Dictionary

catalepsy

noun cat·a·lep·sy \ˈka-tə-ˌlep-sē\
plural cat·a·lep·sies

Definition of CATALEPSY

:  a trancelike state marked by loss of voluntary motion in which the limbs remain in whatever position they are placed
cat·a·lep·tic \ˌka-tə-ˈlep-tik\ adjective or noun
cat·a·lep·ti·cal·ly \-ti-k(ə-)lē\ adverb

Origin of CATALEPSY

Middle English catalempsi, from Medieval Latin catalepsia, from Late Latin catalepsis, from Greek katalēpsis, literally, act of seizing, from katalambanein to seize, from kata- + lambanein to take — more at latch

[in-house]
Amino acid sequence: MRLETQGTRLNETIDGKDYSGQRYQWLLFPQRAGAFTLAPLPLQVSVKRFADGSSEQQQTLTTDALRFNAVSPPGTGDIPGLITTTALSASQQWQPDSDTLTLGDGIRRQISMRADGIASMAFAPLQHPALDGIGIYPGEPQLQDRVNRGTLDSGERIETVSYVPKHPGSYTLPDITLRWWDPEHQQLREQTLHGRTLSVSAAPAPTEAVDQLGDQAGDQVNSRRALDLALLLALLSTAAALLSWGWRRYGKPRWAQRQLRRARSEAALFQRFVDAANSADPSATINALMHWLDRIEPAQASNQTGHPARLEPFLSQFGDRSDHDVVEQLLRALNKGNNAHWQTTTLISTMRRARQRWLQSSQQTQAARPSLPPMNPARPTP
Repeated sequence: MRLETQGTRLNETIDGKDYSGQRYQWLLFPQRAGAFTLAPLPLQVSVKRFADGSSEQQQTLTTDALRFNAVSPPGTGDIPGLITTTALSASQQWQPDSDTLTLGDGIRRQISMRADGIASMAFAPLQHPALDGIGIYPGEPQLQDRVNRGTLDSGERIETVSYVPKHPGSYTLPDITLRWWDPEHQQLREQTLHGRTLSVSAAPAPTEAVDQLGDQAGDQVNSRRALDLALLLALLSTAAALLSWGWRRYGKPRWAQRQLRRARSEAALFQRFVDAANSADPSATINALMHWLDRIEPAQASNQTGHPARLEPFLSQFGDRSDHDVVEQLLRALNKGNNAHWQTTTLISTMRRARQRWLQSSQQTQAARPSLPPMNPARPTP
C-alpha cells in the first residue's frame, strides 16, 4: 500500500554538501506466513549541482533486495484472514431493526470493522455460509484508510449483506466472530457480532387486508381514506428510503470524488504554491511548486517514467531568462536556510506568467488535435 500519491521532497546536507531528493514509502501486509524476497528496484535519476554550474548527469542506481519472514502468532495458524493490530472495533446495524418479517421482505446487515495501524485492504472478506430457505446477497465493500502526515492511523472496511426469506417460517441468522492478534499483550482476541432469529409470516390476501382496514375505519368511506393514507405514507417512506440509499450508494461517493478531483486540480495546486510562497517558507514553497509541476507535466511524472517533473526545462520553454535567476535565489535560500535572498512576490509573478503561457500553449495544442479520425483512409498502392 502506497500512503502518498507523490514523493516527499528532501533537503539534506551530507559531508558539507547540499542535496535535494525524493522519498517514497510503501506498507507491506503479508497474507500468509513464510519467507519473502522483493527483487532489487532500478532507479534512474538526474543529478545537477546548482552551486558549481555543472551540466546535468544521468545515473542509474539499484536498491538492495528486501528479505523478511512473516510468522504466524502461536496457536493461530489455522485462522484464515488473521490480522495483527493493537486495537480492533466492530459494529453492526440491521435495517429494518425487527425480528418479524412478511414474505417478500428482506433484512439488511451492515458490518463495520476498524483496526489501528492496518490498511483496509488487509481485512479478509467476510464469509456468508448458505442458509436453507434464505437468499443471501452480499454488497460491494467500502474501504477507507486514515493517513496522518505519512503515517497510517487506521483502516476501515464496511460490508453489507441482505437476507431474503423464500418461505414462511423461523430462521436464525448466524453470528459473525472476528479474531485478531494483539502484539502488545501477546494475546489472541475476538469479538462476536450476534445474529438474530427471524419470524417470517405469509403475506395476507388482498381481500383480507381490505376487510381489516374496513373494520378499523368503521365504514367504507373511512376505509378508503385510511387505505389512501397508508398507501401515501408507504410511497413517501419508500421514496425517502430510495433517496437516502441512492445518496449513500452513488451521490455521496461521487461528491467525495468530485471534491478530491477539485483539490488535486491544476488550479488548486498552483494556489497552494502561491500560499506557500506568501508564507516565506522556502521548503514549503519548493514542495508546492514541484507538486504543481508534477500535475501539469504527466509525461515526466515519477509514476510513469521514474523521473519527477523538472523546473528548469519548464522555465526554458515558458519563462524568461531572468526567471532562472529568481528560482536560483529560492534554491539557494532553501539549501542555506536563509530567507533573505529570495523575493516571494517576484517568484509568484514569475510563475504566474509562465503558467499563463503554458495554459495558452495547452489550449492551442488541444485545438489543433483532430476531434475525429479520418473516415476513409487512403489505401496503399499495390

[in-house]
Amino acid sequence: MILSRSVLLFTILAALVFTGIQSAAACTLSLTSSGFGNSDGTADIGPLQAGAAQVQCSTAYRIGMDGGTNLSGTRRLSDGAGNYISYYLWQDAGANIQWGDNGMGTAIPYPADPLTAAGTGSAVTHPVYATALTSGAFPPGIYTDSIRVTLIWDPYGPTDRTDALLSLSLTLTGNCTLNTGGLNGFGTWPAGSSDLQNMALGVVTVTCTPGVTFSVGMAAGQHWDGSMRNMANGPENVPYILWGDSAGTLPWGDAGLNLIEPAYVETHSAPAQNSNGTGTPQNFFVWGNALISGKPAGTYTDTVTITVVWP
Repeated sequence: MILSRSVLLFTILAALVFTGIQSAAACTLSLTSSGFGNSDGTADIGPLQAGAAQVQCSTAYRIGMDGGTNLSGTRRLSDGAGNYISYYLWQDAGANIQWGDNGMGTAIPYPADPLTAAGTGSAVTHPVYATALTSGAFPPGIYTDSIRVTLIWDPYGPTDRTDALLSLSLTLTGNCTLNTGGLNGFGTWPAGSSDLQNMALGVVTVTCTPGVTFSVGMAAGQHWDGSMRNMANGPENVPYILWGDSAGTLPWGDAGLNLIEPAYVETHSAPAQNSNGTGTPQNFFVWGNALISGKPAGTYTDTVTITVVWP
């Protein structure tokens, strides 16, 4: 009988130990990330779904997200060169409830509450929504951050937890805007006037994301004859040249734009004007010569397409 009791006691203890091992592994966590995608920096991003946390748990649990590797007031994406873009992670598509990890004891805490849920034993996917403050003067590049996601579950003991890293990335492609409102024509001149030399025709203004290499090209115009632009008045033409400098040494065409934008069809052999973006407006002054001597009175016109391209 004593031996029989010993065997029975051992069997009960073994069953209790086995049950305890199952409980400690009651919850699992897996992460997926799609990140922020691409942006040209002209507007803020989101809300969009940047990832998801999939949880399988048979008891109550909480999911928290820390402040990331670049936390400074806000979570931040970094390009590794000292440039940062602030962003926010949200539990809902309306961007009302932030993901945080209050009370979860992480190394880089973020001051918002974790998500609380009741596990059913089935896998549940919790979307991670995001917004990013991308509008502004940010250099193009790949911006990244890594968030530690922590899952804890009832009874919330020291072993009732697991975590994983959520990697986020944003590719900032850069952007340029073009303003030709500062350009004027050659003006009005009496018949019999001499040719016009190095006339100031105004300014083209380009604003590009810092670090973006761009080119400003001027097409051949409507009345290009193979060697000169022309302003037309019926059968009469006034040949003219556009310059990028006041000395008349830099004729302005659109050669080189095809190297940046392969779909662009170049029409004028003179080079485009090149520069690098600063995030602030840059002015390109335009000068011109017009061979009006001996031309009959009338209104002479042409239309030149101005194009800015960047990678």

First Known Use: 14th century
Medical Dictionary

catalepsy

noun cat·a·lep·sy \ˈkat-əl-ˌep-sē\
plural cat·a·lep·sies

Medical Definition of CATALEPSY

:  a trancelike state of consciousness (as that occurring in catatonic schizophrenia) that is marked by a loss of voluntary motion and a fixed posture in which the limbs remain in whatever position they are placed—compare waxy flexibility

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